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The Spirit of Quebec City comes home


In

early June, antipoverty activists trashed the constituency office of Ontario

Finance Minister Jim Flaherty. They overturned desks, smashed glass and threw a

microwave oven out of the building in what they called a “mock eviction.” They

were protesting the fact that 2,000 people are evicted from their homes every

month in the province of Ontario, Canada’s largest province.

Activists from the Ontario Coalition against Poverty called the action an

“office eviction.” Welcome to post-Quebec City Ontario. OCAP is planning to

bring the fury of the anti-globalization movement home. Here is how OCAP

describes their campaign on their web site (www.ocap.ca)

First of all, the underlying motivation behind this campaign is a determination

to fight to win. All challenges to Harris (Mike Harris, right-wing Premer of

Ontario) so far… have been limited by the notion that it is possible to somehow

get the Government to listen and change course. We say that such appeals are

futile. The Tories (Conservatives) can’t be reasoned with or convinced to change

their policies by means of moral pressure. To stop them, we must mobilize in a

fashion that creates a political crisis and brings the Government to its knees.

OCAP, which organized a militant demonstration that turned violent on the steps

of the Ontario legislature last June 15, is bringing those confrontational

tactics closer to politicians’ homes. They are talking about a campaign of

economic disruption that would include school and workplace walk outs, blockades

and other direct action. And they might have a lot of allies. Over the last

month in Ontario, the devastation wrought by the Harris government is becoming

clearer and clearer. The poor were Harris’s first target. Harris combined

massive cuts to social assistance with a campaign of verbal abuse and forced

workfare against poor people. Ontario is so militant about its refusal to spend

any money on social housing that it is actually refusing money offered by the

federal government.

Now

seniors are joining the poor on Harris’s hit list. A government appointed task

force conducted by those radical social activists Price Waterhouse Coopers

reported that there’s not enough money or staff for home care in Ontario and

that waiting lists are excessive. Two weeks before the report was issued, Harris

capped funding for home care at last year’s level.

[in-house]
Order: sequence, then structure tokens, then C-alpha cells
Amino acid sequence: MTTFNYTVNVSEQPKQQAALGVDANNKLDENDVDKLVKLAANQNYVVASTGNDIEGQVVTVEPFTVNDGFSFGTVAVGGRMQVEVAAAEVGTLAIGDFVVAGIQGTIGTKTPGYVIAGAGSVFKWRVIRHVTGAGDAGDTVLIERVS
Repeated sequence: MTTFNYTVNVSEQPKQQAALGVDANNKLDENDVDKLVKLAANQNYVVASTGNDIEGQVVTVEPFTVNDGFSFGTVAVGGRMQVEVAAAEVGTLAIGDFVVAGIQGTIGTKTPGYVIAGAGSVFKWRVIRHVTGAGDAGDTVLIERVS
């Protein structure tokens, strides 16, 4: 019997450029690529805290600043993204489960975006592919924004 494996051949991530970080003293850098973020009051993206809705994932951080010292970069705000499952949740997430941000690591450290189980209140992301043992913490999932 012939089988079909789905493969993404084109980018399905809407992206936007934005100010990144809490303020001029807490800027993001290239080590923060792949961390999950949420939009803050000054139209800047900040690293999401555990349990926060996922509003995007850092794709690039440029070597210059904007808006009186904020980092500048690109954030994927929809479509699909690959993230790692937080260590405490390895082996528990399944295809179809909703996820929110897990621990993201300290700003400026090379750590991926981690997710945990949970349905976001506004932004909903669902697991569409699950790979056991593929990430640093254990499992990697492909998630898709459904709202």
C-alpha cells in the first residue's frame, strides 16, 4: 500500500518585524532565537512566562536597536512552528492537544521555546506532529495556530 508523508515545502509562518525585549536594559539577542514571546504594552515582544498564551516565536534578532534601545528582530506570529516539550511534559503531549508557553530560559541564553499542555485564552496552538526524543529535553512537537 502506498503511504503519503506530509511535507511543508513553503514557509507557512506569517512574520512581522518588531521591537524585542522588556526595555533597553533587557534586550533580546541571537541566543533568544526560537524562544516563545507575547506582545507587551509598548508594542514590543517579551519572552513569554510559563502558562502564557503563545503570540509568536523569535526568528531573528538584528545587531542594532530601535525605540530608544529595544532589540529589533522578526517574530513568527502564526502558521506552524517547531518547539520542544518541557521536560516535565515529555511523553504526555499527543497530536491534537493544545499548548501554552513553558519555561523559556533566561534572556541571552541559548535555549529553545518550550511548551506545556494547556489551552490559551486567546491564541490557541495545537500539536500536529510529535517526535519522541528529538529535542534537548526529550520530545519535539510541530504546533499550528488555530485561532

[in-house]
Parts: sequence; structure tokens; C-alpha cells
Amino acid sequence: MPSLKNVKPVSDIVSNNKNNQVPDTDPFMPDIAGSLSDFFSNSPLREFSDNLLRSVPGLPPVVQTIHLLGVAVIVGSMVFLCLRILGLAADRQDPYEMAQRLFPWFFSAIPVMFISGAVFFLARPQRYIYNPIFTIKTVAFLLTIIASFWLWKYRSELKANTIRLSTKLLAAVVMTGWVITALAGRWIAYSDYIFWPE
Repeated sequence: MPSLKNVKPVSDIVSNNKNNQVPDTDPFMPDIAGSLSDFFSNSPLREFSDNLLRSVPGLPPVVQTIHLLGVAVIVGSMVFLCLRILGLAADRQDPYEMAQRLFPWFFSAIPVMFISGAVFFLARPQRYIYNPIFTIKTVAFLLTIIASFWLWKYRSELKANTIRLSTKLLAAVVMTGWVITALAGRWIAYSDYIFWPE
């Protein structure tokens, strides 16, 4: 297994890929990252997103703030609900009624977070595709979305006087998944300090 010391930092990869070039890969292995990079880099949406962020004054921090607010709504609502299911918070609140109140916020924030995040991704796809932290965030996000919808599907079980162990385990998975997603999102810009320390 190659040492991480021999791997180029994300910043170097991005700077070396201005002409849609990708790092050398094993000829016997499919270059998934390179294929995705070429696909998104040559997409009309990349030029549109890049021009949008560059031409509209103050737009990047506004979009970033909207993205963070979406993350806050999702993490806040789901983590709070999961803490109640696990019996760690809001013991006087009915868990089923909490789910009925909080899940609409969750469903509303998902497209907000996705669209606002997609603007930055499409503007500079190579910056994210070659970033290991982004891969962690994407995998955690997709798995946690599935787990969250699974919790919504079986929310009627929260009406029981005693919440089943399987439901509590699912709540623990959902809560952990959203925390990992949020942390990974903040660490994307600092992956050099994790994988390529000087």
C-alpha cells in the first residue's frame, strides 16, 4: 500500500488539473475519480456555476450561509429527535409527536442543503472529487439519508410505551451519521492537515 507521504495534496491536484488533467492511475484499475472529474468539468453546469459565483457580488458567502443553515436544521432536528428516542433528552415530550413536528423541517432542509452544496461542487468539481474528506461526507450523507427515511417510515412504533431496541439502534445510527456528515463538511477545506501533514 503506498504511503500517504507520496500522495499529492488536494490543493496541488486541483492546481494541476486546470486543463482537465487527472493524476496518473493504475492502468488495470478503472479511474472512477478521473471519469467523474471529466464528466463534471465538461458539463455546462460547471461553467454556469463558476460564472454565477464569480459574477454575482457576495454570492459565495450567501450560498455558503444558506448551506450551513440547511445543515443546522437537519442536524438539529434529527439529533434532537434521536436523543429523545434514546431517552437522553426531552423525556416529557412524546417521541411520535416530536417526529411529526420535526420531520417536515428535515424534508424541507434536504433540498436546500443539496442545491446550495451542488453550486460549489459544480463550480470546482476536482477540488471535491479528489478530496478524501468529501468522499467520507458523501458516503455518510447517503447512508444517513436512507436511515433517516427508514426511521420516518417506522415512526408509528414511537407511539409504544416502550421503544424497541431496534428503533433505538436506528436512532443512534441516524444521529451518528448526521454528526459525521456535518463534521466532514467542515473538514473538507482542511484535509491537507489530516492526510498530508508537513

Home

care is the most humane and caring of our health care services. Last year it was

home care workers who helped my father die in dignity at home where he wanted to

be and my 90 year old mother cope with his death. Putting him in a home would

have been an agony to my parents and an even greater expense to the state.

On

Tuesday, Harris told protesting seniors to shut up and be grateful they live in

the wonderful province of Ontario. `I would say to seniors in Ontario Thank God

you live in Ontario, the best province with the best services anywhere I know of

in the world.” ‘

Also

this week, People for Education revealed that Ontario is developing a two tiered

education system Parents in rich neighbourhoods are able to fundraise to replace

the cuts to education “Ontario parents raised approximately $33million this

year….parents who can afford it can augment what is missing in the system with

fundraising for textbooks, classroom supplies and library books, ” say the

group. The province can afford massive tax cuts for the rich but no text books

for public education. In Canada, the public school system still serves more than

90% of the population. The Harris Conservative seem bound and determined to

change that.

Then

in hearings on the controversial tax credit proposed for private schools, we

found out that the education minister had no research exploring the impact of

such a move on public education. Ideology and politics drive this government’s

agenda, they barely consider the social costs On June 16 youth groups are

organizing a free concert against Harris’s 60 hour work week. The new labour

legislation passed but not yet proclaimed not only increases work time, it also

makes it more difficult to qualify for overtime pay and permits employers to

schedule 12 days in a row of work without a break. OCAP may find more allies

than they think in their campaign to force Harris from office. It’s true that he

was elected. But he didn’t promise to wreck education, home care, labour

standards and public education in his election campaign, if memory serves.

The

same factors that drove thousands of youths to confront tear gas hurling riot

police could very well drive poor people, seniors, aboriginal people, high

school students, teachers, and workers in Ontario to make life for the Harris

government very difficult indeed.

Like

in Quebec City, the state came down quite heavily on OCAP protesters. OCAP

leaders John Clarke and Sean Lee-Popham have both been denied bail in their

first bail hearing. While charged with nothing more serious than mischief, both

have already been in jail for almost one month. Most labour unions came out in

solidarity with OCAP, especially once bail was denied. However, Canada’s most

militant union the Canadian Auto Workers is proposing to withdraw its funding of

OCAP over differences concerning tactics. Like in the anti-globalization

movement, confrontational or even violent tactics create divisions in the

movement.

OCAP

would argue the real violence is being perpetrated by the state against poor

people. They feel confrontational tactics are the only way to fight back

effectively. Bringing the energy and militancy of the anti-globalization

movement home is what OCAP is trying to do. If Harris keeps up his arrogant

attacks on just about everything people in Ontario hold near and dear, OCAP may

very well succeed.

 

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